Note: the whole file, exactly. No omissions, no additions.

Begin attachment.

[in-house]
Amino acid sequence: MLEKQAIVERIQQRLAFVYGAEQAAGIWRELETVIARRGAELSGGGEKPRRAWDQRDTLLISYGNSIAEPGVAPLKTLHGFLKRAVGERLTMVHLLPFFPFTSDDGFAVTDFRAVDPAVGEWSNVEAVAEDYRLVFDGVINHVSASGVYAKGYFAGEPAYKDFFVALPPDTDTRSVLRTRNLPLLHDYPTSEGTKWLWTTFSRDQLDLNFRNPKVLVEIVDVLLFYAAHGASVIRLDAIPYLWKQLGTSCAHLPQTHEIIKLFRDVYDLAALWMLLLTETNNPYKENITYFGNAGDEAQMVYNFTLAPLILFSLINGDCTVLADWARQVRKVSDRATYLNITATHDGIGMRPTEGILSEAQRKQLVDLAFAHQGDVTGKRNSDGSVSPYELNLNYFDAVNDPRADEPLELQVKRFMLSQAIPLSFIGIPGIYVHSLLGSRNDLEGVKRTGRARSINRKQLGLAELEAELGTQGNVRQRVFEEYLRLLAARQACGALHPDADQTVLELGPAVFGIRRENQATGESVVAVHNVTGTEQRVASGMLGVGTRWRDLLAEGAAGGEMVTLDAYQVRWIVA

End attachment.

[in-house]
Amino acid sequence: MLEKQAIVERIQQRLAFVYGAEQAAGIWRELETVIARRGAELSGGGEKPRRAWDQRDTLLISYGNSIAEPGVAPLKTLHGFLKRAVGERLTMVHLLPFFPFTSDDGFAVTDFRAVDPAVGEWSNVEAVAEDYRLVFDGVINHVSASGVYAKGYFAGEPAYKDFFVALPPDTDTRSVLRTRNLPLLHDYPTSEGTKWLWTTFSRDQLDLNFRNPKVLVEIVDVLLFYAAHGASVIRLDAIPYLWKQLGTSCAHLPQTHEIIKLFRDVYDLAALWMLLLTETNNPYKENITYFGNAGDEAQMVYNFTLAPLILFSLINGDCTVLADWARQVRKVSDRATYLNITATHDGIGMRPTEGILSEAQRKQLVDLAFAHQGDVTGKRNSDGSVSPYELNLNYFDAVNDPRADEPLELQVKRFMLSQAIPLSFIGIPGIYVHSLLGSRNDLEGVKRTGRARSINRKQLGLAELEAELGTQGNVRQRVFEEYLRLLAARQACGALHPDADQTVLELGPAVFGIRRENQATGESVVAVHNVTGTEQRVASGMLGVGTRWRDLLAEGAAGGEMVTLDAYQVRWIVA